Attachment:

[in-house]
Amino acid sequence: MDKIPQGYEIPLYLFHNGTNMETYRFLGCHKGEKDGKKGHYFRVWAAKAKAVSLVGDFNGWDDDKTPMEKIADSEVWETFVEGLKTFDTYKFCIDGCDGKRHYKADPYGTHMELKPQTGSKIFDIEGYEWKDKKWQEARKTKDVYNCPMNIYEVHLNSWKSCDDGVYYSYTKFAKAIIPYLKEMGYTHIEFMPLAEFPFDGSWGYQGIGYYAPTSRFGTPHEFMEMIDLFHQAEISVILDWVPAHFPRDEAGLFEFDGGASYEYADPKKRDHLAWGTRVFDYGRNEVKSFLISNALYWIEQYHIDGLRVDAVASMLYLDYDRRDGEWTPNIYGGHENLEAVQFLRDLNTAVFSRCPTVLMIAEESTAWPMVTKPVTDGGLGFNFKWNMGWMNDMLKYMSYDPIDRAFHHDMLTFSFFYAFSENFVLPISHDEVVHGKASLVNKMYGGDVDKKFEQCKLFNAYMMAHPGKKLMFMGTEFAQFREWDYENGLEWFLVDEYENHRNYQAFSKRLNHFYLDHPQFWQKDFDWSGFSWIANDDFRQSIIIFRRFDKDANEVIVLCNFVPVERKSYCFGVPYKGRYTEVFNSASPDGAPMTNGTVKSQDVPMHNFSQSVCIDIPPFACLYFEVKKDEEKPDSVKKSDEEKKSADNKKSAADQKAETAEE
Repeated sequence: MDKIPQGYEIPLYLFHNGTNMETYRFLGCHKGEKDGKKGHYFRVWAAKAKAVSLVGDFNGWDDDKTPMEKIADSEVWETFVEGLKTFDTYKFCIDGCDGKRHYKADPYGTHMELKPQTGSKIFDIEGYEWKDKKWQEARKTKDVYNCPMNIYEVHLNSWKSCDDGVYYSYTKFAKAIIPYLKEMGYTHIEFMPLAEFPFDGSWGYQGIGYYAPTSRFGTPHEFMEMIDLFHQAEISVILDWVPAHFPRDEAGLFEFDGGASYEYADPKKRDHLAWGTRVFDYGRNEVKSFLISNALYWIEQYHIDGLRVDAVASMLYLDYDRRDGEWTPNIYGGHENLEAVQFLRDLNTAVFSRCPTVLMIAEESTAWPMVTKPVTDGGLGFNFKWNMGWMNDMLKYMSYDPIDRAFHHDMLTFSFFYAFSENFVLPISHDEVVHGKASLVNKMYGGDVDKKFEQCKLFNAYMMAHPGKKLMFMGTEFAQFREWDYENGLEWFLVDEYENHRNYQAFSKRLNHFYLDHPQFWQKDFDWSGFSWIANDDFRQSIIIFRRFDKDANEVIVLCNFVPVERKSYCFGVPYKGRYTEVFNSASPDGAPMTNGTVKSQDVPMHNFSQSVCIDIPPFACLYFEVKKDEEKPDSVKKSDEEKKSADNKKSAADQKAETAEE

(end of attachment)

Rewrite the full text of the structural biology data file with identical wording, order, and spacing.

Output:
[in-house]
Amino acid sequence: MDKIPQGYEIPLYLFHNGTNMETYRFLGCHKGEKDGKKGHYFRVWAAKAKAVSLVGDFNGWDDDKTPMEKIADSEVWETFVEGLKTFDTYKFCIDGCDGKRHYKADPYGTHMELKPQTGSKIFDIEGYEWKDKKWQEARKTKDVYNCPMNIYEVHLNSWKSCDDGVYYSYTKFAKAIIPYLKEMGYTHIEFMPLAEFPFDGSWGYQGIGYYAPTSRFGTPHEFMEMIDLFHQAEISVILDWVPAHFPRDEAGLFEFDGGASYEYADPKKRDHLAWGTRVFDYGRNEVKSFLISNALYWIEQYHIDGLRVDAVASMLYLDYDRRDGEWTPNIYGGHENLEAVQFLRDLNTAVFSRCPTVLMIAEESTAWPMVTKPVTDGGLGFNFKWNMGWMNDMLKYMSYDPIDRAFHHDMLTFSFFYAFSENFVLPISHDEVVHGKASLVNKMYGGDVDKKFEQCKLFNAYMMAHPGKKLMFMGTEFAQFREWDYENGLEWFLVDEYENHRNYQAFSKRLNHFYLDHPQFWQKDFDWSGFSWIANDDFRQSIIIFRRFDKDANEVIVLCNFVPVERKSYCFGVPYKGRYTEVFNSASPDGAPMTNGTVKSQDVPMHNFSQSVCIDIPPFACLYFEVKKDEEKPDSVKKSDEEKKSADNKKSAADQKAETAEE
Repeated sequence: MDKIPQGYEIPLYLFHNGTNMETYRFLGCHKGEKDGKKGHYFRVWAAKAKAVSLVGDFNGWDDDKTPMEKIADSEVWETFVEGLKTFDTYKFCIDGCDGKRHYKADPYGTHMELKPQTGSKIFDIEGYEWKDKKWQEARKTKDVYNCPMNIYEVHLNSWKSCDDGVYYSYTKFAKAIIPYLKEMGYTHIEFMPLAEFPFDGSWGYQGIGYYAPTSRFGTPHEFMEMIDLFHQAEISVILDWVPAHFPRDEAGLFEFDGGASYEYADPKKRDHLAWGTRVFDYGRNEVKSFLISNALYWIEQYHIDGLRVDAVASMLYLDYDRRDGEWTPNIYGGHENLEAVQFLRDLNTAVFSRCPTVLMIAEESTAWPMVTKPVTDGGLGFNFKWNMGWMNDMLKYMSYDPIDRAFHHDMLTFSFFYAFSENFVLPISHDEVVHGKASLVNKMYGGDVDKKFEQCKLFNAYMMAHPGKKLMFMGTEFAQFREWDYENGLEWFLVDEYENHRNYQAFSKRLNHFYLDHPQFWQKDFDWSGFSWIANDDFRQSIIIFRRFDKDANEVIVLCNFVPVERKSYCFGVPYKGRYTEVFNSASPDGAPMTNGTVKSQDVPMHNFSQSVCIDIPPFACLYFEVKKDEEKPDSVKKSDEEKKSADNKKSAADQKAETAEE